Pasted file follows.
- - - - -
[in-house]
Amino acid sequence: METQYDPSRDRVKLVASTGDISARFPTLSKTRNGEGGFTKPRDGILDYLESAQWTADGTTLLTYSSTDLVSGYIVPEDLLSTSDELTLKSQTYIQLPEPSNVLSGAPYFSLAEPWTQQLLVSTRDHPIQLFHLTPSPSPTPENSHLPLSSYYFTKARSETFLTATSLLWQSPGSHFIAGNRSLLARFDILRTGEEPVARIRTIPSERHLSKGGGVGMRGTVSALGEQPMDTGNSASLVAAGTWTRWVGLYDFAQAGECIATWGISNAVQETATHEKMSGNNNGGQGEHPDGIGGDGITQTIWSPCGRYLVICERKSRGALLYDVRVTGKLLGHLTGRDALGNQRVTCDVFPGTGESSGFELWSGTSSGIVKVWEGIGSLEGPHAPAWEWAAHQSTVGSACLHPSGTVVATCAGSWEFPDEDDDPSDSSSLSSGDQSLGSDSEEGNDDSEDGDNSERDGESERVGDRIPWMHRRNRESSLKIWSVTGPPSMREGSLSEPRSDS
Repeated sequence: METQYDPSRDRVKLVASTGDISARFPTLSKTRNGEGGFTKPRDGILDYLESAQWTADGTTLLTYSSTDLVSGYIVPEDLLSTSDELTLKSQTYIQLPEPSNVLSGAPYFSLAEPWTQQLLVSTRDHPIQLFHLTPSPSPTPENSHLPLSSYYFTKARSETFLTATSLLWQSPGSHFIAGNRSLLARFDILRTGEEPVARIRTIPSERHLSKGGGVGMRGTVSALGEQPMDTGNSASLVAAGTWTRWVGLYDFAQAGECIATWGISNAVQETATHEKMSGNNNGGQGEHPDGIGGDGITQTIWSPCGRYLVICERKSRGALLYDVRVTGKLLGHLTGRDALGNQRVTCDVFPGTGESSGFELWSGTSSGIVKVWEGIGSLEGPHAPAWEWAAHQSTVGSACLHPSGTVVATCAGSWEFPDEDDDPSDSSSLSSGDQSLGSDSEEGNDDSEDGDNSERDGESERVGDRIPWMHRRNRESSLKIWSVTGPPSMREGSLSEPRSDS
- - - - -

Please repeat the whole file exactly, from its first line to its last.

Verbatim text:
[in-house]
Amino acid sequence: METQYDPSRDRVKLVASTGDISARFPTLSKTRNGEGGFTKPRDGILDYLESAQWTADGTTLLTYSSTDLVSGYIVPEDLLSTSDELTLKSQTYIQLPEPSNVLSGAPYFSLAEPWTQQLLVSTRDHPIQLFHLTPSPSPTPENSHLPLSSYYFTKARSETFLTATSLLWQSPGSHFIAGNRSLLARFDILRTGEEPVARIRTIPSERHLSKGGGVGMRGTVSALGEQPMDTGNSASLVAAGTWTRWVGLYDFAQAGECIATWGISNAVQETATHEKMSGNNNGGQGEHPDGIGGDGITQTIWSPCGRYLVICERKSRGALLYDVRVTGKLLGHLTGRDALGNQRVTCDVFPGTGESSGFELWSGTSSGIVKVWEGIGSLEGPHAPAWEWAAHQSTVGSACLHPSGTVVATCAGSWEFPDEDDDPSDSSSLSSGDQSLGSDSEEGNDDSEDGDNSERDGESERVGDRIPWMHRRNRESSLKIWSVTGPPSMREGSLSEPRSDS
Repeated sequence: METQYDPSRDRVKLVASTGDISARFPTLSKTRNGEGGFTKPRDGILDYLESAQWTADGTTLLTYSSTDLVSGYIVPEDLLSTSDELTLKSQTYIQLPEPSNVLSGAPYFSLAEPWTQQLLVSTRDHPIQLFHLTPSPSPTPENSHLPLSSYYFTKARSETFLTATSLLWQSPGSHFIAGNRSLLARFDILRTGEEPVARIRTIPSERHLSKGGGVGMRGTVSALGEQPMDTGNSASLVAAGTWTRWVGLYDFAQAGECIATWGISNAVQETATHEKMSGNNNGGQGEHPDGIGGDGITQTIWSPCGRYLVICERKSRGALLYDVRVTGKLLGHLTGRDALGNQRVTCDVFPGTGESSGFELWSGTSSGIVKVWEGIGSLEGPHAPAWEWAAHQSTVGSACLHPSGTVVATCAGSWEFPDEDDDPSDSSSLSSGDQSLGSDSEEGNDDSEDGDNSERDGESERVGDRIPWMHRRNRESSLKIWSVTGPPSMREGSLSEPRSDS